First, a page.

Sunday, March 30, 2008

Hillary Clinton will go all the way

“Pennsylvania Women for Hillary” Event in Blue Bell

Hillary reaffirmed that she's in the race all the way to the convention despite the mounting pressure from Obama supporters for her to drop out.

JOHNSTOWN, Pennsylvania (Reuters) - Defying mounting pressure from some party leaders to bow out, Democratic presidential hopeful Hillary Clinton told The Washington Post she will stick it out through the remaining primaries and the contested Florida and Michigan results are resolved.

"I know there are some people who want to shut this down, and I think they are wrong," Clinton said in an interview in Sunday's editions.

"I have no intention of stopping until we finish what we started, and until we see what happens in the next 10 contests, and until we resolve Florida and Michigan. And if we don't resolve it, we'll resolve it at the convention."

Give 'em, hell, Hill! Send her some love if you admire her grit, her strength in facing all the derisive crap and negativity that's been tossed at her. She's still fighting, still ticking. That's the kind of president I want in the WH, one who will go to the mattresses for policies that we all know will meet great GOP resistance.

And she should persevere all the way to the convention in August. Obama's lead is paper thin in delegates and the popular vote, a standing that will be whittled down in the upcoming primaries in most notably Pennsylvania. More problematic for Obama and beneficial for Clinton: the Democratic Party must fairly resolve Michigan and Florida to the satisfaction of those voters--not for what's convenient for the DNC who created the problem--or invite defeat in November having disenfranchised two key state constituencies necessary for an Electoral College victory.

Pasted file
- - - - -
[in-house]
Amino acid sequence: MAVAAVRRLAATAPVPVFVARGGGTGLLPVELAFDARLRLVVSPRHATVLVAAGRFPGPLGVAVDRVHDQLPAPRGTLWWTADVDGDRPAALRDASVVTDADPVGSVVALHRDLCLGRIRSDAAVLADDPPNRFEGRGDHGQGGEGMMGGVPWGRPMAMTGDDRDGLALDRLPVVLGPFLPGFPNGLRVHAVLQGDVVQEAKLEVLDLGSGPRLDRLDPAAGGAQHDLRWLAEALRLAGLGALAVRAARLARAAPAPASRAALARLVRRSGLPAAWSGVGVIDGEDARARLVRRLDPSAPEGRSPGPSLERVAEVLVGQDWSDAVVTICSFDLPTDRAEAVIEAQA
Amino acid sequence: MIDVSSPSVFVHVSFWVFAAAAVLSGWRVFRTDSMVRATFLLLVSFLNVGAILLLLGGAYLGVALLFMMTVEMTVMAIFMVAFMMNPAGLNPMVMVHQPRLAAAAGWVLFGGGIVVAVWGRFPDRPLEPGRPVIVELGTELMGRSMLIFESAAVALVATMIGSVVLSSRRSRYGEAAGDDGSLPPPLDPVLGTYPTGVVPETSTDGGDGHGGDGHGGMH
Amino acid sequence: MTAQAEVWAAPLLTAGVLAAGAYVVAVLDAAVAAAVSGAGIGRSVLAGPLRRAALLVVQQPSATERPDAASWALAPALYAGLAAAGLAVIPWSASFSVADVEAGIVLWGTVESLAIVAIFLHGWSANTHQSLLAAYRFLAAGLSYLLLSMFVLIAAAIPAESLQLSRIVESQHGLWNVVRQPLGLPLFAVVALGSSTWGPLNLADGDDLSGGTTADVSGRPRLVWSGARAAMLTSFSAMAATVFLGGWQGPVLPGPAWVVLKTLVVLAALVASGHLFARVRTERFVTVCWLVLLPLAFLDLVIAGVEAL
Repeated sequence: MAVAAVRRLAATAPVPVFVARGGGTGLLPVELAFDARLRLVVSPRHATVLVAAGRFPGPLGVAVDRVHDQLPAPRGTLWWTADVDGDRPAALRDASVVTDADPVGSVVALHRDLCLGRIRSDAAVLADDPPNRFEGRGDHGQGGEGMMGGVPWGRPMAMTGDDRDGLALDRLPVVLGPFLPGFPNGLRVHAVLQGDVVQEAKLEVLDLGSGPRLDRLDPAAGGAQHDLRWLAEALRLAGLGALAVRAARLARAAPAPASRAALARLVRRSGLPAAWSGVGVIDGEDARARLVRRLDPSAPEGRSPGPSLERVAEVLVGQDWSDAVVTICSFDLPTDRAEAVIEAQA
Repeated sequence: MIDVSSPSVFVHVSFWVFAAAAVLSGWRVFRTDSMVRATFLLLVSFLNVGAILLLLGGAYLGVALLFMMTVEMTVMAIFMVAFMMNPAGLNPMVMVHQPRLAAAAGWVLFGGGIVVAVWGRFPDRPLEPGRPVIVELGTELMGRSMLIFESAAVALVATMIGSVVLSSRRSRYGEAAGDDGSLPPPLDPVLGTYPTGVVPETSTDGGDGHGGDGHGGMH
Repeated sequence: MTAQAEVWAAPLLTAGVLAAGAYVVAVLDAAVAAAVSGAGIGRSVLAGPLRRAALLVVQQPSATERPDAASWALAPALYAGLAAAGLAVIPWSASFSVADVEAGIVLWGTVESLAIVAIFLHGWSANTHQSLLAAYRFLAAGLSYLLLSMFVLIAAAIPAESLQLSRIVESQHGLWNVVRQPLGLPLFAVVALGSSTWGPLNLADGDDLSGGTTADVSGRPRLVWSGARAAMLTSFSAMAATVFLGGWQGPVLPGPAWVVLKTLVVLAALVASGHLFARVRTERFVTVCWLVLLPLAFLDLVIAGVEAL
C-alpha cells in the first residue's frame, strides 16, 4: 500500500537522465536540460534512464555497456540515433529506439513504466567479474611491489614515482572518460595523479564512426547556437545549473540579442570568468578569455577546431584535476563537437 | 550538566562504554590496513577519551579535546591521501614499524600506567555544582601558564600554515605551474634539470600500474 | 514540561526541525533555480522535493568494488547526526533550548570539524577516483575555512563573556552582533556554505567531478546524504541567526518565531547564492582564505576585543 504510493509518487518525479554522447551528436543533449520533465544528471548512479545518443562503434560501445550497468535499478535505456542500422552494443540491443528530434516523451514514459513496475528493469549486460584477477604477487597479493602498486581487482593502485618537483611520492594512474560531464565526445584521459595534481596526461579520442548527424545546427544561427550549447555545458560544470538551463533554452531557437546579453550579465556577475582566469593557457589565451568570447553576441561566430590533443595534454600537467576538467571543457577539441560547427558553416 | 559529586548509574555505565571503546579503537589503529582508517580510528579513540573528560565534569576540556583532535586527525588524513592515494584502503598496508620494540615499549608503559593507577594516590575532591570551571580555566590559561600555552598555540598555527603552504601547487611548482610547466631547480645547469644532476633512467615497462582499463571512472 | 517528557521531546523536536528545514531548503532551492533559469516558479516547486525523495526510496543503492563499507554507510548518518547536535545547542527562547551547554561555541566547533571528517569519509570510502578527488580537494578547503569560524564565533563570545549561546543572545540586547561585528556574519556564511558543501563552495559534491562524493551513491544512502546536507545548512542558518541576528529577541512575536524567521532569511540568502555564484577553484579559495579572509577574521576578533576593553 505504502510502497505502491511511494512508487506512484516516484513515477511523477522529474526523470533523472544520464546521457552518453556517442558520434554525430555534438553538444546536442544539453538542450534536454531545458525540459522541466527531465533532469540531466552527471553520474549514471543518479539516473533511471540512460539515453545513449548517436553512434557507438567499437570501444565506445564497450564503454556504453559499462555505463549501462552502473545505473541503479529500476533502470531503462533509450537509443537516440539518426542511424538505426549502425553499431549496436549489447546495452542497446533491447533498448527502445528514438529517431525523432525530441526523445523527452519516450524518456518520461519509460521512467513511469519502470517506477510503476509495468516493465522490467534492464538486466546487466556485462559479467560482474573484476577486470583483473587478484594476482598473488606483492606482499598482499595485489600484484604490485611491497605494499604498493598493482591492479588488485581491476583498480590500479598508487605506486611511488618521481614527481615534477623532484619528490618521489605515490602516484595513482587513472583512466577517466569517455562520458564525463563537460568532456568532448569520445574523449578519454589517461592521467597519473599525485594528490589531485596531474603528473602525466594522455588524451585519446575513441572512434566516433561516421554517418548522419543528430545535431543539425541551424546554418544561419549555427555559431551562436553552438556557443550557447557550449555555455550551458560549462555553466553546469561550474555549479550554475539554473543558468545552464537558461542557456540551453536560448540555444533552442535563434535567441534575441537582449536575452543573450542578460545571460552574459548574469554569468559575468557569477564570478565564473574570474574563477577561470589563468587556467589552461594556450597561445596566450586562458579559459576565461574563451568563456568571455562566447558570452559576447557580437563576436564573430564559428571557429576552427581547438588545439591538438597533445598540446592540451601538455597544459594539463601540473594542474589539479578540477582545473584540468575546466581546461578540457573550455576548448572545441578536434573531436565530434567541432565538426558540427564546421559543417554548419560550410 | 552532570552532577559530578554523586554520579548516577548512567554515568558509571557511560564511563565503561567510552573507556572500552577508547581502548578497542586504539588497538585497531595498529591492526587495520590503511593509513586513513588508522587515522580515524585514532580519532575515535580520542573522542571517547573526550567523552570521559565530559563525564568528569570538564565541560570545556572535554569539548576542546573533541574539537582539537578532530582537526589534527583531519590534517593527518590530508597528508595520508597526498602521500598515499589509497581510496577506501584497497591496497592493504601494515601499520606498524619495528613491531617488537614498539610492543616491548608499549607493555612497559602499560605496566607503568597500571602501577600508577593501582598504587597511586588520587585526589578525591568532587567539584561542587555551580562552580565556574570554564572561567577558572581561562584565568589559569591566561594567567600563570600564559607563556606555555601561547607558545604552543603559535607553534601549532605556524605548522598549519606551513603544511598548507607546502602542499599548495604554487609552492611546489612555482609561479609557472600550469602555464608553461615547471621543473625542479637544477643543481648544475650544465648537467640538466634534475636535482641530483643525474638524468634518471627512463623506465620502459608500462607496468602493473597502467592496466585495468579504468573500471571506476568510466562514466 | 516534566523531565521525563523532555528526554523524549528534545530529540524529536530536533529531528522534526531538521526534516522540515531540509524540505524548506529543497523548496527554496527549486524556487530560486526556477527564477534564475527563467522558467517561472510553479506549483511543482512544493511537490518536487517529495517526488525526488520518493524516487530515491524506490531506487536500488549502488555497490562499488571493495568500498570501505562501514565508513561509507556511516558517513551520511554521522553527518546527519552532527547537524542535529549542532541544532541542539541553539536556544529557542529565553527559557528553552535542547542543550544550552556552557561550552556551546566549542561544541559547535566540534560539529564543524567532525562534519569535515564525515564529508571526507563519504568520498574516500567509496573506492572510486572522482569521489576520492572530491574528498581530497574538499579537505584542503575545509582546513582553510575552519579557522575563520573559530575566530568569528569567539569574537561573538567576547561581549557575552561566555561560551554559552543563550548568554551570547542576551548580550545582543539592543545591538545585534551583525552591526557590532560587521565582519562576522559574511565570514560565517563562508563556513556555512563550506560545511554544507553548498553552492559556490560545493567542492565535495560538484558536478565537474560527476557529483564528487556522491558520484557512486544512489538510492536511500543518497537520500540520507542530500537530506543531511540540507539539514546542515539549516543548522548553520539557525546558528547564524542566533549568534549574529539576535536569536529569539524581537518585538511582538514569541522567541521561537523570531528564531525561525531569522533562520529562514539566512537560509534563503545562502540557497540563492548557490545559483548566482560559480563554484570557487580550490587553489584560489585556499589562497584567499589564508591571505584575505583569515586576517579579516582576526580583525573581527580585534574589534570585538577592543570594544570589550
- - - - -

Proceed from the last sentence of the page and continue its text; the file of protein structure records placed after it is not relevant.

Pay no attention to the poppycock of Obama supporters urging Hillary to quit like the hand-wringing Sen. Pat Leahy (D-VT), who "said last week that Mrs. Clinton could not win the race," an assertion based on a future that's highly unpredictable, and "that her attacks on Mr. Obama were hurting 'more than anything that John McCain has said.' " Is Leahy kidding? Or do his remarks reflect the queasiness of establishment elites afraid to take up challenges? D.C. Dems like Speaker Pelosi have failed to stand up to George Bush or Dick Cheney, stonewalling impeachment hearings, so their opinions matter now because of why?